Iran Still Making Progress on Enrichment

Jim Brown
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Despite the increasingly tough sanctions Iran is continuing work on its enrichment program. Almost daily some major international company announces they will comply with the sanctions and halt business with Iran but the country marches on.

An IAEA aide said this weekend that Iran is making steady progress in its nuclear enrichment program and the clock is ticking on Iran's ability to make a bomb. Olli Heinonen stepped down in August as Chief of U.N. nuclear inspections worldwide. He is not a low level clerk and he knows what he is talking about.

He noted that Iran's monthly output of low-enriched uranium had been stable at about 120 kg. He also believes the Stuxnet computer worm has dramatically infiltrated Iran's nuclear systems and is slowing their progress. However, although there have been a significant increase in technical glitches at Natanz he is not ready to say the worm actually impeded in the centrifuge process.

The Stuxnet worm specifically targets equipment manufactured by Siemens and that equipment is installed in the Bushehe nuclear plant. Numerous reports claim the worm has caused significant damage at the plant. Iran believes the worm was written by Israel or the U.S. in order to attack Iran's nuclear progress.

Since the worm has turned up in equipment all over the world that is not a likely scenario although I do believe they would have done it if they could.

The IAEA said last month Iran had accumulated 2.8 tonnes of low enriched uranium. Only about 1,000 kg is required to make a bomb.

Royal Dutch Shell joined a growing list of international companies that are pulling out of Iran. France's Total, Norway's Statoil and Italy's ENI all announced they would stop any activities in or with Iran. Japan's Inpex Corp also said it may withdraw from an Iran oil field even though it was not specifically named on the U.S. target list. Inpex has a 10% interest in the Azadegan oil field project. The field was Iran's biggest find in 30 years when it was discovered in 1999 with estimated reserves of 26 billion barrels and recoverable reserves of six billion.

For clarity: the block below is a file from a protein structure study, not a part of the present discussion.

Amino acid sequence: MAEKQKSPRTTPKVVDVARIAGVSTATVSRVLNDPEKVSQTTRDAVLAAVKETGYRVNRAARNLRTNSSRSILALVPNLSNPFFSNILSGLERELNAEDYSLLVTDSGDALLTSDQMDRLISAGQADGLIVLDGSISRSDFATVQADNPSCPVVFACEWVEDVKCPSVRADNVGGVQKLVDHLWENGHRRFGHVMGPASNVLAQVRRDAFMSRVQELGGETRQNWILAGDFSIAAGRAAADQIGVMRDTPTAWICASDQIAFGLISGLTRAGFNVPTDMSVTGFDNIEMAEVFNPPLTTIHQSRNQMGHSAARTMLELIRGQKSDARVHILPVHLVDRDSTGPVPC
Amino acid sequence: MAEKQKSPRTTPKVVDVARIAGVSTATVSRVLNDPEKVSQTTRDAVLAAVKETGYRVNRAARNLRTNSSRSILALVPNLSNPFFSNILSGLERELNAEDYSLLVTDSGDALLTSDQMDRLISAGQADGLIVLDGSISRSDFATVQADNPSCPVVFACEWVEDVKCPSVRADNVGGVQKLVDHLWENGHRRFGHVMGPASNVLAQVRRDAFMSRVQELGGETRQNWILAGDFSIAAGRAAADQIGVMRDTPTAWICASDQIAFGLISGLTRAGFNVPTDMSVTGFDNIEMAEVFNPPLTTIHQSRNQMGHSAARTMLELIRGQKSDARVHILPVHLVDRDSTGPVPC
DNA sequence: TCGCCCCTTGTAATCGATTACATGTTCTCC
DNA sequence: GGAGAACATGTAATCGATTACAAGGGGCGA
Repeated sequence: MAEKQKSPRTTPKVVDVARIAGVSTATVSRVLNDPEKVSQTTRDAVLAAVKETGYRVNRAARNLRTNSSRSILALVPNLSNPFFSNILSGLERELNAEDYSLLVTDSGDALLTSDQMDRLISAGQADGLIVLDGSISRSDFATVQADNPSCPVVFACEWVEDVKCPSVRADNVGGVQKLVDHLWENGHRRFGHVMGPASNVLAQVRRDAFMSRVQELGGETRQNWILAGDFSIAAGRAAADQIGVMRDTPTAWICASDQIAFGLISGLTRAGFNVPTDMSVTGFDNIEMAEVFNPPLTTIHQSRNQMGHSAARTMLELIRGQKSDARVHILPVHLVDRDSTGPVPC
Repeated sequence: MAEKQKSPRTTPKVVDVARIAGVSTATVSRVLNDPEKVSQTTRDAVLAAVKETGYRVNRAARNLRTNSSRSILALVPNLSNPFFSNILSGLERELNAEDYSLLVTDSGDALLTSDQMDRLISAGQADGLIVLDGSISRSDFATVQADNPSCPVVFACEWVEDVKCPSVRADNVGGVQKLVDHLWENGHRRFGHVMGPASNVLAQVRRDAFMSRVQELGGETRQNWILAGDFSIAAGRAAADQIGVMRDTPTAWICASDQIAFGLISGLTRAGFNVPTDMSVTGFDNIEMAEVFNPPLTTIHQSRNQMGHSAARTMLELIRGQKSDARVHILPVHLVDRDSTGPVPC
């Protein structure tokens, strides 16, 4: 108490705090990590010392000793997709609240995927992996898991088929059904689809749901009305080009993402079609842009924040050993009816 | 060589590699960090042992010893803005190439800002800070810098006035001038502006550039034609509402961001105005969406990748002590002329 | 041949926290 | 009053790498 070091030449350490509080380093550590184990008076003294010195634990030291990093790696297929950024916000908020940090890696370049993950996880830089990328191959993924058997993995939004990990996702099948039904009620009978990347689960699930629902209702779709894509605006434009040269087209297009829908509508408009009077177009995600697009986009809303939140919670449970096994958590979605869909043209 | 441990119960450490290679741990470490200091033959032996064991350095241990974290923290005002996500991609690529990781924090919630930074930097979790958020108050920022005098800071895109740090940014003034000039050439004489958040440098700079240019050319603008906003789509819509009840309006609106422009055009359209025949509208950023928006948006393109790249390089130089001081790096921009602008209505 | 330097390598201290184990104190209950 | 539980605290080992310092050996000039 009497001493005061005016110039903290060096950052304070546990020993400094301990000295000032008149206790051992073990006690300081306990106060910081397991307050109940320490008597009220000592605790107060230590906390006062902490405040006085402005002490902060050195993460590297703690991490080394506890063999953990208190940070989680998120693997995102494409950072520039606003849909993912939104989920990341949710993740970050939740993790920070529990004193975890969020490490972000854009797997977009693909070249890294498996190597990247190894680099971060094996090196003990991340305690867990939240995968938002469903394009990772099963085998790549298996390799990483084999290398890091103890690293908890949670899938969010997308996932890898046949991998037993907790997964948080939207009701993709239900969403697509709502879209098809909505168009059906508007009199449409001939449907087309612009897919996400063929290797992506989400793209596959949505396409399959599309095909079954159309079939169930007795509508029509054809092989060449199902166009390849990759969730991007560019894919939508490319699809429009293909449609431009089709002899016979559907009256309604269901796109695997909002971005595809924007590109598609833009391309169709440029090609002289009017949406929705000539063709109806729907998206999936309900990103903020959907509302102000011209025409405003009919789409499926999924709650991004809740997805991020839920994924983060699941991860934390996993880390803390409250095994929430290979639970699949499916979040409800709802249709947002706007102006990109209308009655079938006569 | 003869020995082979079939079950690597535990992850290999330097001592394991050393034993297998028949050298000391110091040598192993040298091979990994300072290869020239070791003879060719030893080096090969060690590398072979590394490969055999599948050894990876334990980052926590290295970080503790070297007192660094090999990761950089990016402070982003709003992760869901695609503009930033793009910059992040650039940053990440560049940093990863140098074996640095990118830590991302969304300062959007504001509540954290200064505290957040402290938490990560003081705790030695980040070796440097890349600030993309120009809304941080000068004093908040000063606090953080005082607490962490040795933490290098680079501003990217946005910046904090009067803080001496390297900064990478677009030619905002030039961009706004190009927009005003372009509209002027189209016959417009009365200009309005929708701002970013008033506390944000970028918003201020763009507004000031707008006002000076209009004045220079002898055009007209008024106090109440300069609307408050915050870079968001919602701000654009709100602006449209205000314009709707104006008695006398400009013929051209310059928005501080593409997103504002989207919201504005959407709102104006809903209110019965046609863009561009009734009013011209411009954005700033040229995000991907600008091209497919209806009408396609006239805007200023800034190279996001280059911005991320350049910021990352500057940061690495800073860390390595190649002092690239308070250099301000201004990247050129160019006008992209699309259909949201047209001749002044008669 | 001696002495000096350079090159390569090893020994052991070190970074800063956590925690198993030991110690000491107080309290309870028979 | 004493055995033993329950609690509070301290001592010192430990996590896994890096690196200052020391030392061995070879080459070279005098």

The U.S. also announced new sanctions against Naftiran Intertrade Co, a subsidiary of the National Iranian Oil Company based in Switzerland. Iran has been using shell companies outside Iran to get around the sanctions. The U.S. and its allies are researching these companies and putting them on the list. Recent U.S. legislation allows the administration to penalize companies doing more than $15 million in sales to Iran's energy sector.

Iran has been struggling to overcome the gasoline sanctions. Iran imports more than 40% of its gasoline. The sanctions have been very effective in reducing those imports. In recent months Iran has removed the internal subsidy on gasoline and converted several petrochemical plants to make gasoline in order to get around the sanction. Last week Iran announced it was self-sufficient and was now exporting gasoline. Nobody believes them but that is what they claim.

Iran has been making noises like it wants to settle the enrichment question but they are masters at talking and delaying. I believe they are really hurting without gasoline and with all the oil companies pulling out they are going to see a rapid decline in crude production. The situation is rapidly coming to a point where the Iranian administration will have to make concessions or the government will be overthrown. If Iran can't sell its oil and can't import gasoline it should spiral out of control very quickly.

Jim Brown

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